A question of support

I was born during the Second World War. I grew up with my parents
and sister and was a wheel taper. I am very active and work at
People First three days a week. Years ago, a car hit me. I hurt my
head and my knee, and I ended up with learning difficulties. Since
then I have needed support. I have lived in a hostel and in
residential homes. Staff ran my life in these places and I hated
it. I lived on my own too, but this was hard without enough
support. Then in 2000, I heard about direct payments.

I moved out of a home run by the charity Carr Gomm into my own
flat. My social worker connected me with Rowan, an organisation
that supports people to manage direct payments. I wanted help with
showering, cooking, cleaning, shopping and social activities. No
one came forward from my newspaper advert. I was worried – I was
now in my flat but had no support.

Luckily, direct payments are flexible, and I hired staff from Carr
Gomm while I waited. Finally, in spring 2001, a man on my estate
answered an advert I’d put in a local shop window. I interviewed
Michael and decided to hire him. It felt like my life was starting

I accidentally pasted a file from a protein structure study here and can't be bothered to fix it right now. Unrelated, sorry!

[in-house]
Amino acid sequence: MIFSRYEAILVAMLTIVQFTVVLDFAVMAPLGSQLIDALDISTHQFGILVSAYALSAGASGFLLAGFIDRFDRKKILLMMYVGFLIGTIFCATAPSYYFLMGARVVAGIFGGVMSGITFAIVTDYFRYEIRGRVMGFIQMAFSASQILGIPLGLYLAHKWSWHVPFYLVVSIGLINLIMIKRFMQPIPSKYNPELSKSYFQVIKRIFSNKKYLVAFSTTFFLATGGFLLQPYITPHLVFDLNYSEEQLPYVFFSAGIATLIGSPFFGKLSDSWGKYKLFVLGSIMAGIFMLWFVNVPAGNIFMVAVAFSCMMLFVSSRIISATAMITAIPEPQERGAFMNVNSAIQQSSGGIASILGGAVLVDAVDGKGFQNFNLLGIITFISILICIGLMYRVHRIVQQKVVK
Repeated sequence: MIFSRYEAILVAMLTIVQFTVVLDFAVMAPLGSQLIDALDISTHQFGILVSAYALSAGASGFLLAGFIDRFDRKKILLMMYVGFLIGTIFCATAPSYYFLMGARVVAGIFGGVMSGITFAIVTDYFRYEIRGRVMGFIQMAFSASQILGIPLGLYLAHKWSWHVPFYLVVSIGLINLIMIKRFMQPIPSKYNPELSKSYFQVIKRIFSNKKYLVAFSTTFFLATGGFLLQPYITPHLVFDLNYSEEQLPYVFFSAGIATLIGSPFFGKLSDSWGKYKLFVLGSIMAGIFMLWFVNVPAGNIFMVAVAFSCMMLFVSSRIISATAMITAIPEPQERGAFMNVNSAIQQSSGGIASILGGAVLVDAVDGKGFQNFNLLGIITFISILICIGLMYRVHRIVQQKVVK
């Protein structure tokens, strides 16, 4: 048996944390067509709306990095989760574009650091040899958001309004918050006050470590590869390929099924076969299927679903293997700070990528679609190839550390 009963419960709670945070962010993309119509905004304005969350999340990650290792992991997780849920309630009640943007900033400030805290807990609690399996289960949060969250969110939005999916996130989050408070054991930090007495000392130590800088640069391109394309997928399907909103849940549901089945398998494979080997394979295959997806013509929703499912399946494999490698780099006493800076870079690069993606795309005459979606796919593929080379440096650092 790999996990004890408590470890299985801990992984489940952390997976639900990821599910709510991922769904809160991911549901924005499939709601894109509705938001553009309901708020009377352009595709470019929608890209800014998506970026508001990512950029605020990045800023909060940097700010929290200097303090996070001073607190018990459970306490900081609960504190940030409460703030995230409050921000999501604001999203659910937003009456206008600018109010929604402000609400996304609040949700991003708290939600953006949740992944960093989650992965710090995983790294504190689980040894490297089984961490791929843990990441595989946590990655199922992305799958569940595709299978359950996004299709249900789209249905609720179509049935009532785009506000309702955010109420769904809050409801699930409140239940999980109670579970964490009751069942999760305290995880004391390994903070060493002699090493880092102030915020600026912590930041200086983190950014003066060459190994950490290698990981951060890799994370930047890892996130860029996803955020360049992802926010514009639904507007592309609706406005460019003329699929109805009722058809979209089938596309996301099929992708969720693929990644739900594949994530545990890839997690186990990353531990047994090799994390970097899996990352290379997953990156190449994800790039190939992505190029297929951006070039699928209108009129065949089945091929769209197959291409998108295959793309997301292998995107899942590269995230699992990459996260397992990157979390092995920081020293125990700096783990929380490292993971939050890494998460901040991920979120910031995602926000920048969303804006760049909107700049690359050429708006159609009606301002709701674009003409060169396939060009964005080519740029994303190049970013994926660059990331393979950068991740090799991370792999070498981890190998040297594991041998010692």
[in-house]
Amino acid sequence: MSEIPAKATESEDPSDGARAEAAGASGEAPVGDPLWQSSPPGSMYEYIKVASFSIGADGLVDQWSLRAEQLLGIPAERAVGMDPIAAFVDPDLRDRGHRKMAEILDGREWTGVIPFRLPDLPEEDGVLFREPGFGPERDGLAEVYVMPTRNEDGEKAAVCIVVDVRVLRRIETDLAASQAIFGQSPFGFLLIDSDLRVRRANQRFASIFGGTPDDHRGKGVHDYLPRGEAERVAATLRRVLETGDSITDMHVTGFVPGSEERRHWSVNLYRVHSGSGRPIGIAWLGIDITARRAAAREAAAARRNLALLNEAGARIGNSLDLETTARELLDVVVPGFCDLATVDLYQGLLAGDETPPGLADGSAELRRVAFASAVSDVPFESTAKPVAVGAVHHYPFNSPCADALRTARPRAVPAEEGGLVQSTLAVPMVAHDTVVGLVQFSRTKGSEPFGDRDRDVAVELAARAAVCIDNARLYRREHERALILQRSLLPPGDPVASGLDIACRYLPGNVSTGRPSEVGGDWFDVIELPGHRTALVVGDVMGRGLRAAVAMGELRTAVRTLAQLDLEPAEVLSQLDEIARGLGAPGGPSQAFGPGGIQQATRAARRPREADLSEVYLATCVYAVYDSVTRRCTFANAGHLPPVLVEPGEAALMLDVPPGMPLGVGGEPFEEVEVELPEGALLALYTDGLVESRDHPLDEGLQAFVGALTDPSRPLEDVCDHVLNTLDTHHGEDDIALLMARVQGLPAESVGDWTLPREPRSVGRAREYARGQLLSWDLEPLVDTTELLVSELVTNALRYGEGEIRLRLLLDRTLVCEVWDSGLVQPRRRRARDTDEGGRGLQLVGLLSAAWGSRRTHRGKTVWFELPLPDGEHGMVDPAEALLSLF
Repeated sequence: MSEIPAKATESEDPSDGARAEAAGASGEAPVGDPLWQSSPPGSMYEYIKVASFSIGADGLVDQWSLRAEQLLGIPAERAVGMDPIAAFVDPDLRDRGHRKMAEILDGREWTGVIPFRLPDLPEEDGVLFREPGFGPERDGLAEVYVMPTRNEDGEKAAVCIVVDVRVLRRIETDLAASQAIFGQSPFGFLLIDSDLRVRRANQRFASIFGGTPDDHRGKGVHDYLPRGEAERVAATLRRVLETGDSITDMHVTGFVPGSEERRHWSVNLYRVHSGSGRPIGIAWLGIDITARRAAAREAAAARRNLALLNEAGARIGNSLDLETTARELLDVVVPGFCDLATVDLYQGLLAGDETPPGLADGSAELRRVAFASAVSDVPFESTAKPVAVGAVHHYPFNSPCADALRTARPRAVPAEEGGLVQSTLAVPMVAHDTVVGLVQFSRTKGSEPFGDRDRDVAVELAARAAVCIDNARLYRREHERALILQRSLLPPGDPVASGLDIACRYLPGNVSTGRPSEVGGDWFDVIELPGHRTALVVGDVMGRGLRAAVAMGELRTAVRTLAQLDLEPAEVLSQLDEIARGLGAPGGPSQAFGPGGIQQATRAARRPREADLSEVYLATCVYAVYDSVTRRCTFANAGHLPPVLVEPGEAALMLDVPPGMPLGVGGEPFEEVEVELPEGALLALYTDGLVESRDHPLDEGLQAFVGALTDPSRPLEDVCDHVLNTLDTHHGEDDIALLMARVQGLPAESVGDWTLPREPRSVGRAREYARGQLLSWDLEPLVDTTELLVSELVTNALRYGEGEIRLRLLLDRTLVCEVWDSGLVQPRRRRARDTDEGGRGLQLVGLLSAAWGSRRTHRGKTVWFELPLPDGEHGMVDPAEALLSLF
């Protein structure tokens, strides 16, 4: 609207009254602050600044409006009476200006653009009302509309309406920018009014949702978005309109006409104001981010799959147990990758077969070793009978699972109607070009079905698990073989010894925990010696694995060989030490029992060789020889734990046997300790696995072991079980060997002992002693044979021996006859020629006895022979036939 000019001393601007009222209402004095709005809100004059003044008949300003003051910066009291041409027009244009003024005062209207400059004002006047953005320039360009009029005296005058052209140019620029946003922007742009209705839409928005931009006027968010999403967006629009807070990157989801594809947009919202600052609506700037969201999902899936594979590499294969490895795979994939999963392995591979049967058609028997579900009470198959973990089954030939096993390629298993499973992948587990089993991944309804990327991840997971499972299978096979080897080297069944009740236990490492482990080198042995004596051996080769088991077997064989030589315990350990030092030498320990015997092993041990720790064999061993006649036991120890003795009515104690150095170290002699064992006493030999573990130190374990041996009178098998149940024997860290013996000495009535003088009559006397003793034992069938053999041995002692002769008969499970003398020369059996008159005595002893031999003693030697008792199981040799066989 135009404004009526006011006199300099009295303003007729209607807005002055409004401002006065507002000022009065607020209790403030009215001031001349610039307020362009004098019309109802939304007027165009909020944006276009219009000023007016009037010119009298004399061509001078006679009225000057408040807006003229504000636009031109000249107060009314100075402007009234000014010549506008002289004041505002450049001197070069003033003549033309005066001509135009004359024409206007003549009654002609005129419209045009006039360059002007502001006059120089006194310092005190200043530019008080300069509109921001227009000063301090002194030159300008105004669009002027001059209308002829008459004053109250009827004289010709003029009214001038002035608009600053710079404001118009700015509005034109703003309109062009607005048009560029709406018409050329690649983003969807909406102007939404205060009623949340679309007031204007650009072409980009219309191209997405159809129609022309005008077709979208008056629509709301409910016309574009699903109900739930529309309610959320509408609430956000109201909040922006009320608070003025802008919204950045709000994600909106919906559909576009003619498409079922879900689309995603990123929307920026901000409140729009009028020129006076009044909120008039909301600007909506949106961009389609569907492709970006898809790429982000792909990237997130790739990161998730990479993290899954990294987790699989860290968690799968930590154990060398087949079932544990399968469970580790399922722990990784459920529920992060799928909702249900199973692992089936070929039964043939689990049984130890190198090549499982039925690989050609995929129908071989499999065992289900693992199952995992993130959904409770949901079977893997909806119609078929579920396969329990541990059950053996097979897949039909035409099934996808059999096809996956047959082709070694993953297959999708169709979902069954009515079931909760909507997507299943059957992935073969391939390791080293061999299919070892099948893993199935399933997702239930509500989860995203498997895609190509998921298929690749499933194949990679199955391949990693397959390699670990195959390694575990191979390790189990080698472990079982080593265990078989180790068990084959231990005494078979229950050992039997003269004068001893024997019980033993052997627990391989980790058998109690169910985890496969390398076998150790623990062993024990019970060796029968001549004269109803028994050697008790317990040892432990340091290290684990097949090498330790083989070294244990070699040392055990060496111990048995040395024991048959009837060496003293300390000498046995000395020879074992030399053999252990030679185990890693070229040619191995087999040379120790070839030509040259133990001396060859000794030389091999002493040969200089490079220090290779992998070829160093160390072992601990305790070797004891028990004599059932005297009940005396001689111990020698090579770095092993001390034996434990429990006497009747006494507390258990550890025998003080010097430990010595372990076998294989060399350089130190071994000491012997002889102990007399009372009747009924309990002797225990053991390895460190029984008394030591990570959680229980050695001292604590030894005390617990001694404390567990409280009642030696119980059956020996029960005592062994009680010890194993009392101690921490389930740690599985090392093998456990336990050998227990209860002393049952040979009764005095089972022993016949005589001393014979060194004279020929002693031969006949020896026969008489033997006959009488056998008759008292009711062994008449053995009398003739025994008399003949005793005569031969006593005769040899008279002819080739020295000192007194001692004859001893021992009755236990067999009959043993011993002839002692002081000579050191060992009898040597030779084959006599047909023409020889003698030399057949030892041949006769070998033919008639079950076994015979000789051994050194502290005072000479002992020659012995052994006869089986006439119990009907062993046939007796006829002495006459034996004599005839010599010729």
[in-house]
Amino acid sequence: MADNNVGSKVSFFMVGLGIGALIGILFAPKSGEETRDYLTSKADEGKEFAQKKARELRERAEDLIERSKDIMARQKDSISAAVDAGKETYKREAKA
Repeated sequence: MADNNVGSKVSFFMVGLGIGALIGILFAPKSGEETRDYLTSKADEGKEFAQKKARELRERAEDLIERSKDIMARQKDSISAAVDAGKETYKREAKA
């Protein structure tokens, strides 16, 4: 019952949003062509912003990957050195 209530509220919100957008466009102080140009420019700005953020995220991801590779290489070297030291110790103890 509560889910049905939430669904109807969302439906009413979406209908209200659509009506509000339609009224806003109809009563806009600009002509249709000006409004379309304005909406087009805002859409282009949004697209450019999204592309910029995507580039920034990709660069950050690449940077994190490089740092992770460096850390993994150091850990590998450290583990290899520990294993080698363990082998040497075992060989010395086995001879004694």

for the first time. I learned how to do Michael’s pay cheques and
even gave him a rise. Things were great, but there were

Michael lived close and came quickly whenever I rang. Then he
disconnected his phone. He said I was ringing him too much – I was.
This was because I really needed more support than two days a week.
Before direct payments, I had a little support from my sister and a
council worker who had a few hours per week to help me do my money
and everything else. I was used to asking everyone and anyone for

Then, suddenly, I was in my 60s, and had four support workers:
Michael, Carr Gomm staff for weekends, Susie at People First and
the person from the council. It was confusing. I kept mixing up who
was supposed to support me with what. Some wanted to run my life,
others didn’t take me seriously. I got anxious and wished I was
dead. We had meetings to sort it all out, but they were upsetting,
with lots of arguing.

Janet, my Rowan adviser, realised that I needed more support to
manage my direct payment. She suggested I take more responsibility
as a boss. I was double-booking loads because there were too many
people in my life. Everyone said I should cut back my work and
activities, but I like being busy. Luckily, Janet respected this
and encouraged me to make two large whiteboard diaries, with
laminated stick-on pictures of the things I do. On Fridays I do my
work diary board for the next week. On Monday mornings the council
supports me to do my home diary, and then makes the two match. My
different supporters remind me who to go to for what help. This has
solved the problems.

Michael worked for me for 18 months. Now I have hired a couple with
a car. Having direct payments has given me the freedom I waited 60
years for.

Colin Gear has a learning difficulty and works for Milton
Keynes People First.

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